Advertisement

Letters & Essays: 1970s

Letters & Essays of the Day

Denis the Pirate

By Denis Johnson

Ever since the earliest humans learned to sail boats on the sea, there have been pirates. Their main job is to steal treasure and bury it in secret places, but they also sink ships, take prisoners, collect strange animals, and perform bizarre tricks of magic. The most bloodthirsty and terrible pirate ever to sail the Caribbean Sea was my own great-great-great-great grandfather, Denis the Pirate. In the early 1700s no man lived who did not fear his name.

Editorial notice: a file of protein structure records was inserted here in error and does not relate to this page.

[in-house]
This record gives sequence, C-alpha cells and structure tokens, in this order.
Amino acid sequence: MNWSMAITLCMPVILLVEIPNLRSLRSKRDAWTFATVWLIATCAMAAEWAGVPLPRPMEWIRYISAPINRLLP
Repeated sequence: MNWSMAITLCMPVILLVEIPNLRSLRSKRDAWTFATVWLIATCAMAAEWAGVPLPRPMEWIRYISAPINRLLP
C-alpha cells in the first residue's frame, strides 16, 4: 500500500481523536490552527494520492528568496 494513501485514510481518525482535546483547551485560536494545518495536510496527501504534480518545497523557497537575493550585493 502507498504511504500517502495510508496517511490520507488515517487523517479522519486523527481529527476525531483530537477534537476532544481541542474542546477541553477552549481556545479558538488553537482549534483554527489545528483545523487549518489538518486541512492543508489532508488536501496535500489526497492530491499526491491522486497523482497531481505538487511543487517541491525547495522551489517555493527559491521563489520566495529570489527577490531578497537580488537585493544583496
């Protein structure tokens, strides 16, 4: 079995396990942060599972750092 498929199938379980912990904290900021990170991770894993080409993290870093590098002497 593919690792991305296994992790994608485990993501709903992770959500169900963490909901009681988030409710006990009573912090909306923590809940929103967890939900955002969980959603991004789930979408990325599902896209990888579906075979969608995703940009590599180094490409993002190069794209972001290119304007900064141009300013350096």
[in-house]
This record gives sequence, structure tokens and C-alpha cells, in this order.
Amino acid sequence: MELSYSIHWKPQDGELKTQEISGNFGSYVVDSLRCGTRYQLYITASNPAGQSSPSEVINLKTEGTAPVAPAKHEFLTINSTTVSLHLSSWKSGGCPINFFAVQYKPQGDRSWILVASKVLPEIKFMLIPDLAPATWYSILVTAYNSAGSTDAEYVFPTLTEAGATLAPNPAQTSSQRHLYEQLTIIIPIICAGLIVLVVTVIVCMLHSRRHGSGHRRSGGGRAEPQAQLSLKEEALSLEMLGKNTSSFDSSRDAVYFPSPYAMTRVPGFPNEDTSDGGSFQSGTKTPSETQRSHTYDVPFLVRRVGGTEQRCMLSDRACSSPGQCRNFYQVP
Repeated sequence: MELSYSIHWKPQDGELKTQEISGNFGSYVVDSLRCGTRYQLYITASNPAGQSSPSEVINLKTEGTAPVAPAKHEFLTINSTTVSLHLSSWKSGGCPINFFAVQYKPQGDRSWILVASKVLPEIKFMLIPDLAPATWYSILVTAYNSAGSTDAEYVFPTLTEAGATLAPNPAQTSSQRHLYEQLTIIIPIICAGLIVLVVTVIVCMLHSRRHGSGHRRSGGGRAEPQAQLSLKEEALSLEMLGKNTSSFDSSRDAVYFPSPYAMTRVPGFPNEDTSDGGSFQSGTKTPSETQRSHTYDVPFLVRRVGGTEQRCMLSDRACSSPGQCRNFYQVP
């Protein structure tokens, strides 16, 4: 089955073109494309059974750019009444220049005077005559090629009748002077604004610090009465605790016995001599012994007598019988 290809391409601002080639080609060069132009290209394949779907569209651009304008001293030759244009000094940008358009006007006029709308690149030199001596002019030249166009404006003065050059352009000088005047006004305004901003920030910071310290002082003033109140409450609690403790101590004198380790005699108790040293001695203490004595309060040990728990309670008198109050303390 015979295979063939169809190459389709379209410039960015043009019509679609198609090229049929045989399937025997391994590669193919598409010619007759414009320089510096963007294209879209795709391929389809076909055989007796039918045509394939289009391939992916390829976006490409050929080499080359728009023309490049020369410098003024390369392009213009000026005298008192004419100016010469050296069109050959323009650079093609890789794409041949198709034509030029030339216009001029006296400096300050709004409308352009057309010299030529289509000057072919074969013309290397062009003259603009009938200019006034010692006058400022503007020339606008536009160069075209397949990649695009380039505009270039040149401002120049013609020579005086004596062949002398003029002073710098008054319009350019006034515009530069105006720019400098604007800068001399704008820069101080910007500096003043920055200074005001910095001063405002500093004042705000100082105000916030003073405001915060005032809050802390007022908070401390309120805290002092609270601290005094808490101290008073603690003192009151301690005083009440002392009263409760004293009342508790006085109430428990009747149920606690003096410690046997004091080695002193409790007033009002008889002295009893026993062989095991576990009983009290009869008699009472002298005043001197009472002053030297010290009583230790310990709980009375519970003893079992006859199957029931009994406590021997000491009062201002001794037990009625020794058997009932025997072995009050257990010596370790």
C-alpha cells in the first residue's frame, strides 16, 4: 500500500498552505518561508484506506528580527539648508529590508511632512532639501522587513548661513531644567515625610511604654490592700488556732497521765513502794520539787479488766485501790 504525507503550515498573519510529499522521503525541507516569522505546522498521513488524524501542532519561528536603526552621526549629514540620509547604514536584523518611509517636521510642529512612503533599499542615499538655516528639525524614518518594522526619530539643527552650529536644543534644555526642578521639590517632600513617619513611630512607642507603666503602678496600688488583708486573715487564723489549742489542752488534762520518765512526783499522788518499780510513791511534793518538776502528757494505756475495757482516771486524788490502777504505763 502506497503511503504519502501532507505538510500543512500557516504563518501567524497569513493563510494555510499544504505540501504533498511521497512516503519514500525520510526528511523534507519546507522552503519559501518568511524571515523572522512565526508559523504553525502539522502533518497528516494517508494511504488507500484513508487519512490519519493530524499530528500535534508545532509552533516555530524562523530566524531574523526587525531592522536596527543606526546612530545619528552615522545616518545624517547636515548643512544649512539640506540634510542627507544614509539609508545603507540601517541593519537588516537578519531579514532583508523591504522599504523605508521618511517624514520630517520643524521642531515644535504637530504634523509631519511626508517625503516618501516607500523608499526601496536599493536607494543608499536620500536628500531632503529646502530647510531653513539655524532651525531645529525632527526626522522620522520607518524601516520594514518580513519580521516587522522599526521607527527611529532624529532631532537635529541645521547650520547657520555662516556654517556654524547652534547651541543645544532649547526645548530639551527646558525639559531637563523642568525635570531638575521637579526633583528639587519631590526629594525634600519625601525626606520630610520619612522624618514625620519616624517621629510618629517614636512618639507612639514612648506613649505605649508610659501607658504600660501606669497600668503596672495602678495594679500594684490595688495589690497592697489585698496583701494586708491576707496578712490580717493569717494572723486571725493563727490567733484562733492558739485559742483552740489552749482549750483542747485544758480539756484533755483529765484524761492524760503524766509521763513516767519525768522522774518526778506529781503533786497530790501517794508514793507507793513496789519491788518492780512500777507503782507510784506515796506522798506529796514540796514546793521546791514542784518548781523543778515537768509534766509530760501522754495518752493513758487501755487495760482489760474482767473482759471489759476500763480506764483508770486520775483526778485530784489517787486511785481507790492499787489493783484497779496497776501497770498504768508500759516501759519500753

Neruda vs. Sartre at the Sea

By Helen Barolini

They tell of certain years in the Italian literary-prize business as the French would speak of a good or bad vintage year: the giddy splendors of 1965 prize-feting and fighting, the multiple crises of ’68 culminating in the sad death of Nobel poet Salvatore Quasimodo while presiding at some minor poetry prize event at Amalfi, and the year Moravia, out of pique or paradox, went out to found his own prize, giving the first award to his ex-wife in lieu (it’s said) of support payments.